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Defense Secretary Says Trump Ordered Him To Let Eddie Gallagher Retire As Navy SEAL

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Photo by Virginia Mayo AP

Defense Secretary Mark Esper, pictured in October, told reporters at the Defense Department on Monday that President Trump ordered him to ensure that Eddie Gallagher retained his Navy SEAL Trident pin.

Updated 6:25 p.m. ET

President Trump told reporters at the White House that he was "sticking up for the armed forces" in his pardons of military personnel.

The commander in chief has repeatedly intervened on behalf of the Navy SEAL recently convicted of misconduct. And Defense Secretary Mark Esper said Trump did it again over the weekend, directly ordering him to allow Chief Petty Officer Eddie Gallagher to retire as a SEAL.

"I spoke with the president on Sunday. He gave me the order that Eddie Gallagher will retain his Trident pin," Esper told reporters on Monday at the Defense Department, referring to the insignia designating Gallagher as a member of the elite commando force.

The order from the commander in chief effectively put an end to proceedings by a Trident review board that were called by the commander of Navy special warfare, Rear Adm. Collin Green. The panel was charged with deciding whether Gallagher and three of his supervising officers were fit for duty. In Gallagher's case, the board was set to convene next week.

On Monday, Esper also reiterated his reasons for asking Navy Secretary Richard Spencer to tender his resignation on Sunday. He accused Spencer of circumventing the appropriate channels, including Esper himself, to engage in direct negotiations with the White House to allow Gallagher to remain a SEAL. Meanwhile, Spencer was saying publicly that the Trident review board process should be allowed to play out.

"This proposal was completely contrary to what we agreed to and contrary to Secretary Spencer's public position," Esper said, adding that he was "completely caught off guard by this information and realized that it had undermined everything we had been discussing with the president."

Esper tried to undo the perception that Spencer's dismissal was tied to the specifics of Gallagher's case, saying instead that it was over the chain of command.

Hours later Trump pushed back for granting clemency to Gallagher and pardoning two Army officers earlier this month.

He said it was an unfair to try put away "warriors" like Gallagher, Army Captain Clint Lorance and Maj. Matthew Golsteyn. Lorance was convicted of murder six years ago while Golsteyn was about to face trial for the alleged murder of a Taliban bombmaker.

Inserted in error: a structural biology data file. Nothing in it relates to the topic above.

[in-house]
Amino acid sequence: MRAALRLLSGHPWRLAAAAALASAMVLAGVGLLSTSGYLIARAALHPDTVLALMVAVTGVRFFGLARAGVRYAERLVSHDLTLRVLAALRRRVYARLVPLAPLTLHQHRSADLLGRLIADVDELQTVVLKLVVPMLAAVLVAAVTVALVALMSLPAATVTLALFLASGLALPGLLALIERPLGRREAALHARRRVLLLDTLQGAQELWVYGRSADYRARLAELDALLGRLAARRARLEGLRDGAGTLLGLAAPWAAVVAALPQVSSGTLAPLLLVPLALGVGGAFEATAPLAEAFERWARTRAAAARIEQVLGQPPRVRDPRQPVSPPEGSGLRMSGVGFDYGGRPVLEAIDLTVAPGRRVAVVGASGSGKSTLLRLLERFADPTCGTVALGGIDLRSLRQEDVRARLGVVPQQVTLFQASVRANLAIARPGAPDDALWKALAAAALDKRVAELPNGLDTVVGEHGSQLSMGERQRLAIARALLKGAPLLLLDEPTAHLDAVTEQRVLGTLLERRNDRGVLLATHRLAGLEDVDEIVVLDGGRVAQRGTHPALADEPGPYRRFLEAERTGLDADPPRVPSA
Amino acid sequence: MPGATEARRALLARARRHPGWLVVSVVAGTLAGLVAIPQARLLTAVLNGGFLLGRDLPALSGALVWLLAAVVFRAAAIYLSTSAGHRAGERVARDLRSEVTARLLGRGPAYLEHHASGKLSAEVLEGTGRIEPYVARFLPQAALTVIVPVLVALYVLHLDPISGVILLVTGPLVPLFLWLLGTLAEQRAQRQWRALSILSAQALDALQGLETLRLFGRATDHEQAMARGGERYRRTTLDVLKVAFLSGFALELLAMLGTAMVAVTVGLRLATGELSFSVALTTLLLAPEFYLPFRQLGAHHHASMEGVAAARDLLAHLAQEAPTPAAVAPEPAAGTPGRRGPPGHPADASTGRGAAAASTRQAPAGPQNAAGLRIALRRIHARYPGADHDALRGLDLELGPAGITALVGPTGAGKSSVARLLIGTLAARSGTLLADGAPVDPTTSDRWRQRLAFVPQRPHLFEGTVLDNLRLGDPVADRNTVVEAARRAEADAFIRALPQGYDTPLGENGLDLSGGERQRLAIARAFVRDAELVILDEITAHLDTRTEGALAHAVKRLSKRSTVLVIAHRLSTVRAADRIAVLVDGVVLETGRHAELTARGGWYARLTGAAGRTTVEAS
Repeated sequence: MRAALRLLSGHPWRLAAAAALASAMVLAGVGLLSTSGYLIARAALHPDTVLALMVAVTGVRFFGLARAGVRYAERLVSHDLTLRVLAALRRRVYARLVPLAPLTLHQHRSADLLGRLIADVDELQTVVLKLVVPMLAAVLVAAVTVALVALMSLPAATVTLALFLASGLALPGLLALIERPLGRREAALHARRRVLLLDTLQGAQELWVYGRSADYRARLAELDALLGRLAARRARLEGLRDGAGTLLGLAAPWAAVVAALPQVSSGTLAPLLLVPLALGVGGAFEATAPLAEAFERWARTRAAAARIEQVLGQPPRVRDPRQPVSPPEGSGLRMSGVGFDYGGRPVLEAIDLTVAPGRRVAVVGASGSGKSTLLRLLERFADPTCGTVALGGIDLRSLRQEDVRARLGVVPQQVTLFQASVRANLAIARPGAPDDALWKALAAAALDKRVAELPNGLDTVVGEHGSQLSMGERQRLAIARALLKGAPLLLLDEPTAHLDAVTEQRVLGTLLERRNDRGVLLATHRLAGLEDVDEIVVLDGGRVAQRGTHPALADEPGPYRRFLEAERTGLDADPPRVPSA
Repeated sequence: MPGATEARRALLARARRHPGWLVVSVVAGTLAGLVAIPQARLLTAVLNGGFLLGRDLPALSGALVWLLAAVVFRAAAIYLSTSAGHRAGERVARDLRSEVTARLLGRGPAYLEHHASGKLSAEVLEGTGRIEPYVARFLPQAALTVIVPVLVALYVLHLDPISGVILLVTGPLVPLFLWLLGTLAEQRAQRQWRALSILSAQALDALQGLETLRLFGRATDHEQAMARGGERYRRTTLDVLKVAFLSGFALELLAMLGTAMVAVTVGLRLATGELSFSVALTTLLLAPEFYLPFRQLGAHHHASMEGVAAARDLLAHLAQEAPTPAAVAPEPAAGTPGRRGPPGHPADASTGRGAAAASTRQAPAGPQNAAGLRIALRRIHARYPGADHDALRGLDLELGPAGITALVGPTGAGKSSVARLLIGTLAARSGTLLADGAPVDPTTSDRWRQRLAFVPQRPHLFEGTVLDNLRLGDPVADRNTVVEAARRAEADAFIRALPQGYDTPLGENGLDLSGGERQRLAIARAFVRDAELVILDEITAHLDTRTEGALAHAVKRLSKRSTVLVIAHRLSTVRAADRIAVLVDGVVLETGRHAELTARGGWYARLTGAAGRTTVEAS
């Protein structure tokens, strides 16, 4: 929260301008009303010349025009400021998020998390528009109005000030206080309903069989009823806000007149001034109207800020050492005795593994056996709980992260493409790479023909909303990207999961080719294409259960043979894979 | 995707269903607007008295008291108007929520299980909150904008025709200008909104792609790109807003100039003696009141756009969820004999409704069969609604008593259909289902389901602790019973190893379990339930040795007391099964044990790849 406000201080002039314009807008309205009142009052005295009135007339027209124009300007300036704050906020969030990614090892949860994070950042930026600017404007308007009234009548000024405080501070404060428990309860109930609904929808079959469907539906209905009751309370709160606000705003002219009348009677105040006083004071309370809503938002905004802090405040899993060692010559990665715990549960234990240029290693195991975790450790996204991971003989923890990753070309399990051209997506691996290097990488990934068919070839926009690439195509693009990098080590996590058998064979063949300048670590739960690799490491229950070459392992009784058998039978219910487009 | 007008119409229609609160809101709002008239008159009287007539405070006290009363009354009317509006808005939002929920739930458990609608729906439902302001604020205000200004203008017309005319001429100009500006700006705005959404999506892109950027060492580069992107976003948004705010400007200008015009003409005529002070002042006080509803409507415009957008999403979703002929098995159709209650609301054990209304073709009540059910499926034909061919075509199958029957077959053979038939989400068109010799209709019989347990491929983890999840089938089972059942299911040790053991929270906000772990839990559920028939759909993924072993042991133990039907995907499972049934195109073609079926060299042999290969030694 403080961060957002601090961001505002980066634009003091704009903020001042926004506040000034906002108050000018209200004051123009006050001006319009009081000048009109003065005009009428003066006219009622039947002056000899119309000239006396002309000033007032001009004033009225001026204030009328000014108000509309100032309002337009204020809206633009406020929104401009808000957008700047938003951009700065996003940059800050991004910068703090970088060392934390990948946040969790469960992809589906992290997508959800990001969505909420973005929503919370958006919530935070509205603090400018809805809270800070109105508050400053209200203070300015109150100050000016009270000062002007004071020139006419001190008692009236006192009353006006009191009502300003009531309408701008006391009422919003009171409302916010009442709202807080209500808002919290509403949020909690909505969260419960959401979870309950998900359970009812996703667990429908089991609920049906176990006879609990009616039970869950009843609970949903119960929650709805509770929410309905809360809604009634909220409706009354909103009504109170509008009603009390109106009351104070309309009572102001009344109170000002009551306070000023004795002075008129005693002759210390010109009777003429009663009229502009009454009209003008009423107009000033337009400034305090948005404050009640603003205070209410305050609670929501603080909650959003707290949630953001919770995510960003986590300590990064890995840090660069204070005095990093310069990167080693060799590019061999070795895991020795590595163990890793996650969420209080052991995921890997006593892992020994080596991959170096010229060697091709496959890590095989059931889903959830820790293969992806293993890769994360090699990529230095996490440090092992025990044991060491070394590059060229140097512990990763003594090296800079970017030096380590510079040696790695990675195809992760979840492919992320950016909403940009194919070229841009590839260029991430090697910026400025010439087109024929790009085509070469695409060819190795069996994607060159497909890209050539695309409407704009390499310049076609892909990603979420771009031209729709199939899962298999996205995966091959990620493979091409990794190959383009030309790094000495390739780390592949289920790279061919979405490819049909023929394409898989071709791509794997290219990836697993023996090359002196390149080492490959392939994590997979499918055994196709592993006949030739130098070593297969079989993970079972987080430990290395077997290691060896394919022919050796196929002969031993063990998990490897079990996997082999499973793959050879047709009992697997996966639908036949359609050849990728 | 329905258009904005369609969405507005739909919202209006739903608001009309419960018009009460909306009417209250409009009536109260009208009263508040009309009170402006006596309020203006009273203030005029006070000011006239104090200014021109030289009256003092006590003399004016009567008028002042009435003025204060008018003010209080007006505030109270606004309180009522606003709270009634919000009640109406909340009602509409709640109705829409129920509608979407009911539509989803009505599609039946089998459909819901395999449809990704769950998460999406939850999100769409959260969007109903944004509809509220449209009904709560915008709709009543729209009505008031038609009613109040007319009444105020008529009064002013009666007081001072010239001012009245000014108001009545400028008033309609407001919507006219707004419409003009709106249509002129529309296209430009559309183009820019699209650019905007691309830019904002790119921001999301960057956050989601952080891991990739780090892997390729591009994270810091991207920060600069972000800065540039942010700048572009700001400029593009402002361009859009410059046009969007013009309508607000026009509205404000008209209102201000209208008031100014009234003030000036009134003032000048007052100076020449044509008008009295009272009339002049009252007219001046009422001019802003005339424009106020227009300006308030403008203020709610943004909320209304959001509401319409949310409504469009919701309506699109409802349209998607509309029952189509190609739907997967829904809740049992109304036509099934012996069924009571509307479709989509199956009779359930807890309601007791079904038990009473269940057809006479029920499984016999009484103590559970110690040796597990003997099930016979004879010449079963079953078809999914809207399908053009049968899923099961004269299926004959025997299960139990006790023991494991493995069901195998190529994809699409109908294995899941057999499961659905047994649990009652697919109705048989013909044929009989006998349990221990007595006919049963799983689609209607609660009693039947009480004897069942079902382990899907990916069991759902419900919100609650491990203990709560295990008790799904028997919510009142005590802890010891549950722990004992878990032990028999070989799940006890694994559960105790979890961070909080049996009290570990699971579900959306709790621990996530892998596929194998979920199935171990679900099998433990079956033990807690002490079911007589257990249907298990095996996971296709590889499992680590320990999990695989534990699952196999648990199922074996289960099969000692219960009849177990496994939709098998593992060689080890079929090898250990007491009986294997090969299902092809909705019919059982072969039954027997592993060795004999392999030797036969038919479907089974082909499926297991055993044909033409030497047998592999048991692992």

"We're not going to do that to our people," Trump said.

The move went against the advice of military leaders.

He also criticized former President Barack Obama for pardoning Chelsea Manning, a soldier who was convicted of leaking classified documents.

The standoff between Trump and the Navy's top brass began even before Gallagher's court-martial trial over the summer. Gallagher, who served multiple tours in Iraq, was accused of a slew of crimes, including the murder of a wounded Islamic State prisoner. In the end, he was acquitted of all but one charge — posing with a dead detainee. Part of his sentence included a demotion to the lower rank of petty officer first class.

Trump subsequently overturned that decision, commanding the Navy to promote Gallagher back to chief petty officer.

Green's decision to initiate a review of Gallagher's fitness as a SEAL was seen as a rebuke of the president's order.

In his resignation letter, Spencer suggested that his dismissal was indeed connected to Gallagher's review rather than any communication back channels.

"Unfortunately it has become apparent that in this respect, I no longer share the same understanding with the Commander in Chief who appointed me, in regards to the key principle of good order and discipline," Spencer wrote. "I cannot in good conscience obey an order that I believe violates the sacred oath I took in the presence of my family, my flag and my faith to support and defend the Constitution of the United States."

On Sunday, Trump also linked Spencer's ouster to Gallagher. "I was not pleased with the way that Navy Seal Eddie Gallagher's trial was handled by the Navy. He was treated very badly but, despite this, was completely exonerated on all major charges. I then restored Eddie's rank," the president tweeted.

Then he introduced another reason for pushing Spencer out: "Large cost overruns from past administration's ... contracting procedures were not addressed to my satisfaction."

The president added that he would nominate Kenneth Braithwaite as the next Navy secretary. "A man of great achievement and success, I know Ken will do an outstanding job!" Trump said.

Gallagher's attorney, Timothy Parlatore, told the Navy Times that neither he nor his client foresaw such fallout. "With this personnel change, this institution will improve and no one will go through the ordeal Eddie went through. At the end of the day, the most important duty any of us have is protecting America," Parlatore said.

"This case is completely bananas," he added.

Gallagher said he is "overjoyed" that the president stepped in on his behalf once again. In an interview on Fox & Friends that aired Sunday morning, Gallagher name-checked Green and Spencer.

"This is all about ego and retaliation. This has nothing to do with good order and discipline. They could have taken my Trident at any time they wanted. Now they're trying to take it after the president restored my rank," Gallagher said.

It is unclear where the events of the last few days leave the Trident review board proceedings for Gallagher's three supervising officers: Lt. Jacob Portier, Lt. Cmdr. Robert Breisch and Lt. Thomas MacNeil.

Copyright 2019 NPR. To see more, visit https://www.npr.org.

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